“Targeted sanctions mostly do not work — they’re very much a political response,” says Trevor Wilson, one of Chan’s ambassadorial predecessors in Myanmar. “Look at the history, look at the facts,” he adds, citing Yugoslavia and other examples. “There’s no evidence whatsoever that targeted sanctions work.” But he admits he doesn’t have a better solution. “Certainly I don’t think we should go the other direction of approving the military coup,” he says.
Among the supporters of targeted sanctions is the Australia Myanmar Institute, which is aware that figures within government believe sanctions achieve no results and remove the possibility of leverage. “To which my answer is: what leverage?” says Lamb. “When you see Vice Admiral Johnston speak to his counterpart in Myanmar and see nothing happen, where is the leverage and where is the benefit?”
In fact, says Lamb, it’s hard to see what would be lost by applying sanctions. “The kind of sanctions we are talking about would be pretty narrowly targeted to a pretty small group of leading people in the military and their assets,” he adds. “I think you get your best leverage by showing the decent people in the army that there is a future for them in the country.”
Janelle Saffin, a former federal MP now in the NSW state parliament, is a long-time friend of Suu Kyi and influential in Labor policymaking. She thinks that if sanctions reduced Australia’s leverage in relation to cases like that of Sean Turnell, any loss would be insignificant.
“If I want sanctions I’d want them to be directed, targeted and meaningful,” she says. “I wouldn’t even go for Min Aung Hlaing; I’d go for the coterie around him who all get wealthy through him. I’d put judges in it, like the judge hearing the case against Suu Kyi. Other people, diplomats who spread slander that protesters are terrorists. If I was doing sanctions I’d do them so they hurt people who were culpable.”
While not going as far as formal recognition of the provisional anti-coup government, Saffin says Australia could step up “engagement” with the ousted civilian government. It could lobby the United Nations to maintain the accreditation of Myanmar ambassador Kyaw Moe Tun, who came out strongly against the coup.
In the meantime, says Saffin, Canberra is “hiding behind” ASEAN, and not even speaking as clearly against the coup as Indonesia and Singapore. If and when the regional grouping gets to appoint a special envoy on Myanmar — a step adopted at an ASEAN summit in April but since stalled — she believes Australia should weigh in.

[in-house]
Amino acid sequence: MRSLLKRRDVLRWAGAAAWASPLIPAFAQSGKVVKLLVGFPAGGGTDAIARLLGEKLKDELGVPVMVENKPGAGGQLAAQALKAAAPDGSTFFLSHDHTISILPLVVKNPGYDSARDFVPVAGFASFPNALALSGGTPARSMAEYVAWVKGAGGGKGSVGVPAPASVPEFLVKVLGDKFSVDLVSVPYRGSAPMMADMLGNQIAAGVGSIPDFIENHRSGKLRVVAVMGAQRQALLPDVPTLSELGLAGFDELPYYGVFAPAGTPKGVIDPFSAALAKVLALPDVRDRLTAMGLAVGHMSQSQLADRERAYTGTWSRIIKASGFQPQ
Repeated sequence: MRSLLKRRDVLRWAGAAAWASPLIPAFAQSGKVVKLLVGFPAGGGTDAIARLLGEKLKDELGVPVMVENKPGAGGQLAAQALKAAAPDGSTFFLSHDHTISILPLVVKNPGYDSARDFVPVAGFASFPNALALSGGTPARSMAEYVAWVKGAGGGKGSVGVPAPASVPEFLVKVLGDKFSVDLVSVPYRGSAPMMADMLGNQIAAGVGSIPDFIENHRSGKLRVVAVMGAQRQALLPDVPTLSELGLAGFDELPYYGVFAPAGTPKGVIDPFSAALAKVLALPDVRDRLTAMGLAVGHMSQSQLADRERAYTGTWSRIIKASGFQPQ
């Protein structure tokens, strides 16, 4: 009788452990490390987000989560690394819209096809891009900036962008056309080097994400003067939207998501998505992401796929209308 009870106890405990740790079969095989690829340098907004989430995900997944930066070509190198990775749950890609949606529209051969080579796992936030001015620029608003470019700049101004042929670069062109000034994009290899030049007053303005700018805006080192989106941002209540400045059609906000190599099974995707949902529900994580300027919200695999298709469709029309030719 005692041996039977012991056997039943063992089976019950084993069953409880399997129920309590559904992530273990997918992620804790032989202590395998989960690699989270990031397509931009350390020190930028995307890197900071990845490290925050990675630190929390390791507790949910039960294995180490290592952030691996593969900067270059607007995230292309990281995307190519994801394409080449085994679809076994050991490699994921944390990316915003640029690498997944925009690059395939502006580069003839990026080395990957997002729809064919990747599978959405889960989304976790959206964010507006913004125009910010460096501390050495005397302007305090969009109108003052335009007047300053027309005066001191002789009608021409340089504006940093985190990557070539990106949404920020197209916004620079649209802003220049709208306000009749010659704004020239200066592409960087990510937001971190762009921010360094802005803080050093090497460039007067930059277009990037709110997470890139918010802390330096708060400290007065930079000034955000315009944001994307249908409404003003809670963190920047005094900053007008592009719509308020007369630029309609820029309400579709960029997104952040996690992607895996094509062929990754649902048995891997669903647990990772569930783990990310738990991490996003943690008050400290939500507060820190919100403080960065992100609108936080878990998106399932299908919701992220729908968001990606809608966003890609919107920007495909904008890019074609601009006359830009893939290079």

Lamb agrees. “There’s no reason why Australia shouldn’t be speaking like the Indonesians and Singaporeans,” he says. “Both of them have their ministers out there saying things. Not us.”
If the chosen envoy is a Thai, as rumour suggests, Canberra should not assume this would lead to a whitewash of the coup, says Saffin. The current Thai prime minister, Prayut Chan-o-Cha, is a former general who came to power through a coup himself. The Thais would not want to be seen as a “pushover,” says Saffin. Australia should be using its considerable influence in Bangkok, enhanced by the new “strategic partnership” signed last November by Prayut and Morrison.
All these experts lament the rupture of bilateral dialogue with China, which has maintained relations with the Tatmadaw but must be alarmed to see its southern neighbour drifting deeper into domestic conflict and potentially transnational crime. One sign of China’s hedging was an invitation to Myanmar’s National League for Democracy to send delegates to the recent centenary celebrations of the Chinese Communist Party, which it did.
“It ought to be possible for grown-ups like Australia and China to separate the bilateral things that cause us so much grief and talk sensibly about a country like Myanmar,” says Lamb. “And if not directly, to do it through surrogates.”
Australia did have a call for a return to democracy inserted in the statement by the “Quad” summit in March, notably putting India and Japan more firmly on side against the coup. It is also understood to have helped extricate a number of political fugitives from Myanmar.
The position of some 1500 students from Myanmar here on study visas is meanwhile fraught with uncertainty, with Home Affairs proposing to transfer them to temporary protection visas when their study visas expire. No post-Tiananmen Bob Hawke gestures here. Within the Myanmar community, some finger-pointers are targeting the children and other relatives of figures working back home with the military regime.
Canberra’s diffidence is sending signals of its own. “I don’t see that having no discussions about sanctions, or producing the kinds of answers that Australia does, can do anything more than give some reassurance to the generals in Myanmar,” says Lamb. “What we do is also the counterpart to what we don’t. Not doing something is itself a statement.” •